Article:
James 5:1-6 Come now, you rich! Weep and cry aloud over the miseries that are coming on you. Your riches have rotted and your clothing has become moth-eaten. Your gold and silver have rusted and their rust will be a witness against you. It will consume your flesh like fire. It is in the last days that you have hoarded treasure! Look, the pay you have held back from the workers who mowed your fields cries out against you, and the cries of the reapers have reached the ears of the Lord of hosts. You have lived indulgently and luxuriously on the earth. You have fattened your hearts in a day of slaughter. You have condemned and murdered the righteous person, although he does not resist you.
No, that’s not Marx, that’s the New Testament, and it echoes countless passages from the prophets in the old testament, including the description of the sins of Sodom in Ezekiel:
Ezekiel 16:49-50 “‘See here—this was the iniquity of your sister Sodom: She and her daughters had majesty, abundance of food, and enjoyed carefree ease, but they did not help the poor and needy. They were haughty and practiced abominable deeds before me. Therefore when I saw it I removed them.
To complete this bible study, and to bring some balance to those who think that utter poverty is what all these verses point to (they don’t) I also connect this to the wisdom of Agur (no, I have no idea who he is either but he is included in the bible here as a wisdom teacher…) as recorded in proverbs 30:7-9 that I turned into another song on the same album, with less chords and instruments than ‘sell everything’, but a lot more weirdness. The music to ‘poverty nor riches’ might lose itself in pseudo-shamanic atmospheres and noisy freejazz interludes, the lyrics themselves are straight from the bible without much paraphrase:
Two things I ask of you, O LORD;
to not refuse me before I die:
Keep falsehood and lies far from me
and give me neither riches nor poverty
only my daily needs
for I may own too much and disown you
and say Who is the Lord
or I may become poor and steal
and so dishonour your name O Lord
How do we connect the dots here? It seems that there are great warnings against being wealthy in the bible, which are very often ignored. Which is quite dangerous, because relatively spoken we all are rich as Westerners. Compared to a lot of people in the global South today, and to most of the population in biblical times, we’re all rather wealthy and rich even though we often fail to see it. But the effect on our soul and our faith might still be there if we don’t watch out…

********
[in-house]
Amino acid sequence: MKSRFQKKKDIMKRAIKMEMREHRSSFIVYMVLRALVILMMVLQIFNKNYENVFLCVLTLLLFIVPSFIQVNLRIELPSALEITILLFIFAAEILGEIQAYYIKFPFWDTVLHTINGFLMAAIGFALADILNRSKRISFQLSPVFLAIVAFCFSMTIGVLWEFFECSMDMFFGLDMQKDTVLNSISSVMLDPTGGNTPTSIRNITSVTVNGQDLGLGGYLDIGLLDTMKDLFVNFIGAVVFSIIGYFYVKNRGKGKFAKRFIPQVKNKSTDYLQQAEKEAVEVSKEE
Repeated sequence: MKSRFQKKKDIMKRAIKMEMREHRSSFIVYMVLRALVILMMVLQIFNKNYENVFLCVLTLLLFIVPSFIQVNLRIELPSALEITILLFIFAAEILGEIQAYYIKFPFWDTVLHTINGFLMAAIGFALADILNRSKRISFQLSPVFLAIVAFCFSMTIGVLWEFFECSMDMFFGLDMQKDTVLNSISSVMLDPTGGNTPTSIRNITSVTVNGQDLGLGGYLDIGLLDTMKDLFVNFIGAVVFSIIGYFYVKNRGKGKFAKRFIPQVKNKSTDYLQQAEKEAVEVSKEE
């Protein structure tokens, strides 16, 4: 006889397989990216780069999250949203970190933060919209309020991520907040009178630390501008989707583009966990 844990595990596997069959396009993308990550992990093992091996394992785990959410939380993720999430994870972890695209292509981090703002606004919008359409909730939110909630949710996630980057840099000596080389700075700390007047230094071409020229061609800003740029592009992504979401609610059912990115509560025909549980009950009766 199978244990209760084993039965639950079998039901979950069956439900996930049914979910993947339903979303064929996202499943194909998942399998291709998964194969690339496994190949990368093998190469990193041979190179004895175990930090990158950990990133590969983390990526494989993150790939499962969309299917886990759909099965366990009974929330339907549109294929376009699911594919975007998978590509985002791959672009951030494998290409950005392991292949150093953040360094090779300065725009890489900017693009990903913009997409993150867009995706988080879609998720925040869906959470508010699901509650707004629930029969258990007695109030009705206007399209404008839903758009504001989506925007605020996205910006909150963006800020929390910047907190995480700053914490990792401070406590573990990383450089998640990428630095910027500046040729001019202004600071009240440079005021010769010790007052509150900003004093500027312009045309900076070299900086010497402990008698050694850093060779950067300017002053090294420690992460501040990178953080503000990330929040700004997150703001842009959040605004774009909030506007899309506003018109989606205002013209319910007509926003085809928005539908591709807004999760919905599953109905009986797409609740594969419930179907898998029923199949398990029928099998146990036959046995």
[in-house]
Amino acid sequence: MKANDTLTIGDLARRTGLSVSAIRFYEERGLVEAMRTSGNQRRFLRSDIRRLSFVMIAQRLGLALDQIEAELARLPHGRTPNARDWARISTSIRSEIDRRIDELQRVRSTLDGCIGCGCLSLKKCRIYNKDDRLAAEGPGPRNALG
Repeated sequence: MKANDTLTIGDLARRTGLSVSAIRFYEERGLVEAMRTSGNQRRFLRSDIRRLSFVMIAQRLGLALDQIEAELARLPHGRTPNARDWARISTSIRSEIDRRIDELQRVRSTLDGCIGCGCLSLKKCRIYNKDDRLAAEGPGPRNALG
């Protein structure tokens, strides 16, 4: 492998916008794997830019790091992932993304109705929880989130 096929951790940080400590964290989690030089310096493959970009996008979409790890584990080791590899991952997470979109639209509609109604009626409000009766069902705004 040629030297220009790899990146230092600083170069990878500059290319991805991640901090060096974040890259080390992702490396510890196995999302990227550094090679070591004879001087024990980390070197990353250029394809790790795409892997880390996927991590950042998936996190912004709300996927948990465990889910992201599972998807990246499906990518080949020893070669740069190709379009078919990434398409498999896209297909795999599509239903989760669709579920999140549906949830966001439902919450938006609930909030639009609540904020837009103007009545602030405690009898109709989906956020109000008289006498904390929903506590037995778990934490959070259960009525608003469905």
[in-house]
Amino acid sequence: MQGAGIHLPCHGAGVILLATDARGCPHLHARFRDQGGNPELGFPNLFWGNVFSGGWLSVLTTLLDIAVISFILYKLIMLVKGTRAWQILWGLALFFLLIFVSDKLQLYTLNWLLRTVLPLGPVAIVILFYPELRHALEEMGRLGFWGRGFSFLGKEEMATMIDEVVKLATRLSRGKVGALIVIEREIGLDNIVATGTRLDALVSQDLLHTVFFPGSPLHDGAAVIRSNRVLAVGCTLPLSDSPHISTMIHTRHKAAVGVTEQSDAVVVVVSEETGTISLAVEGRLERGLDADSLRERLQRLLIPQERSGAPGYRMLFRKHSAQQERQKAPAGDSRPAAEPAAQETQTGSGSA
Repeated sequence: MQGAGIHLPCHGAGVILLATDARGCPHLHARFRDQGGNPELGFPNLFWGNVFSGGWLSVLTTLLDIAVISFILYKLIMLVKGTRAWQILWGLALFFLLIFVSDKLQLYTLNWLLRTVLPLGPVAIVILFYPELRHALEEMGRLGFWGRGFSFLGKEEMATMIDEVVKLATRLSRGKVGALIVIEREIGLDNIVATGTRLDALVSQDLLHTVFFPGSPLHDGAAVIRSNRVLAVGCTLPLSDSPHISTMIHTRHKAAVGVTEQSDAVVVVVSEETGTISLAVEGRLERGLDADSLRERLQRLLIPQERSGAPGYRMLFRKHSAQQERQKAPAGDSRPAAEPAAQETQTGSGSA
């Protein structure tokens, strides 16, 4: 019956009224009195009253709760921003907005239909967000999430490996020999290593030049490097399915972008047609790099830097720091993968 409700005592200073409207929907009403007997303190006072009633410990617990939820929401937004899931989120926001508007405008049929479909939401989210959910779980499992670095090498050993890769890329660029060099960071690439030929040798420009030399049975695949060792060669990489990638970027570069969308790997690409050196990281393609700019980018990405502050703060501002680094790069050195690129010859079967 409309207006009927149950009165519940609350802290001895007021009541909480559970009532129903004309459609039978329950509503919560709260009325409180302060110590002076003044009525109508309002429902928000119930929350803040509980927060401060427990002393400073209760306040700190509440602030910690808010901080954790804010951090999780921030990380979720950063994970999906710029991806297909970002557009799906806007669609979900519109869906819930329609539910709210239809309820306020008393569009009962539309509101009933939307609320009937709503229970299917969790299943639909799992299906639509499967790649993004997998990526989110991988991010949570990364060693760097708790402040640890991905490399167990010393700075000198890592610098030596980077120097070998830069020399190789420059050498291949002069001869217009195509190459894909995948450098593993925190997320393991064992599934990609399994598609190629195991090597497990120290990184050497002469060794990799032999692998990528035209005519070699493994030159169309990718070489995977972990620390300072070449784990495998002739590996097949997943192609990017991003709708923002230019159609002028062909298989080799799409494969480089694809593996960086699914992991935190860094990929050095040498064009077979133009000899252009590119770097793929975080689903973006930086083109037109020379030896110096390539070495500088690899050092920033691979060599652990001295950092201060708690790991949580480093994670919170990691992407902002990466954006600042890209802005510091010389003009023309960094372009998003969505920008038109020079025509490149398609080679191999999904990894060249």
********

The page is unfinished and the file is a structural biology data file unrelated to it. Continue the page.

There are 2 very important realities about money.
- Money can very easily become an idol. Jesus doesn’t call it Mammon for nothing. This is not something new, a lot of philosophers and spiritual teachers in all kinds of traditions would agree about this. Money, and possessions in general are a dangerous idol that make it impossible to connect to God. And some are willing to sacrifice human lives and whole ecosystems for. And that in our modern secular times… And that brings us to our second point:
- A lot of rich people have become rich by being oppressive or dishonest, as Jesus, James and the prophets tell us. This is evidently very bad for the involved oppressed, but it also is a sin that keeps the rich one away from God, makes one arrogant. If you dehumanise your brother to just a pawn in your game of getting richer instead as a person worth as much as you, deserving as much as you, you’re far from God indeed.
In spite all my rage I might still be just a rat in a cage. My album title ‘Safe Happy Christian Music for the Conservative Middleclass’ might be sarcastic but after all I still am Middleclass myself. Some people would look down on me as not earning much to certain contemporary standards, while others would see me as incredibly wealthy. (Including most of my forefathers in earlier eras, people from biblical and historical times, and people in the global South)
I’ve met people who knew what it is to live with nothing and trust God, living from day to day in faith and trust. While this is very basic Christianity, it also is something very few modern Christians need to develop, and something I know is seriously lacking in my faith life. I trust that I will have enough. I am a spoiled Westerner.
(The issue of being wealthy might even be part of why the West is losing its Christianity in this era btw. Faith is trusting in God as a Reality anyway, and we have made it accepting conceptual statements.)
As you see, these are things that I am still am struggling with. I don’t have all the answers, and even if I had them they will not sink in unless you have struggled with them yourselves.
Some will think I’m going way too far here, but I’m not sure of that. If you think I’m too soft on sin here, and want a more resolute input, I refer you to this excellent series by Micael Grenholm on Holy Spirit Activism who does argue it is a sin to be rich as a Christian. And his biblical explanation is quite strong, stronger than a lot of reasoning where super-important issues for some people are defended as ‘biblical’.
What do you people think?
Bram Cools lives in Antwerp, Belgium. He’s from a Pentecostal/evangelical background and is part of a Vineyard church.
Dr. Richard E. Waldrop, Missionary, Church of God (Cleveland, TN), Tennessee.
Paul Walker, Pastor of The Meeting Place, Canada.
Pentecostals & Charismatics for Peace & Justice is a multicultural, gender inclusive, and ecumenical organization that promotes peace, justice, and reconciliation work among Pentecostal and Charismatic Christians around the world. If you like what we do, please become a member!
One thought on “Sell Everything You Have, and Give It to the Poor!”
What do you mean that Jesus was only talking to the rich young ruler?
So likewise, whoever of you does not forsake all that he has cannot be My disciple.
” 33 Sell what you have and give alms; provide yourselves money bags which do not grow old, a treasure in the heavens that does not fail, where no thief approaches nor moth destroys. ”
It’s fine if you didn’t know those passages didn’t exist, but Jesus did ask people to sell all they had and give to the poor. (Not just the rich guy.)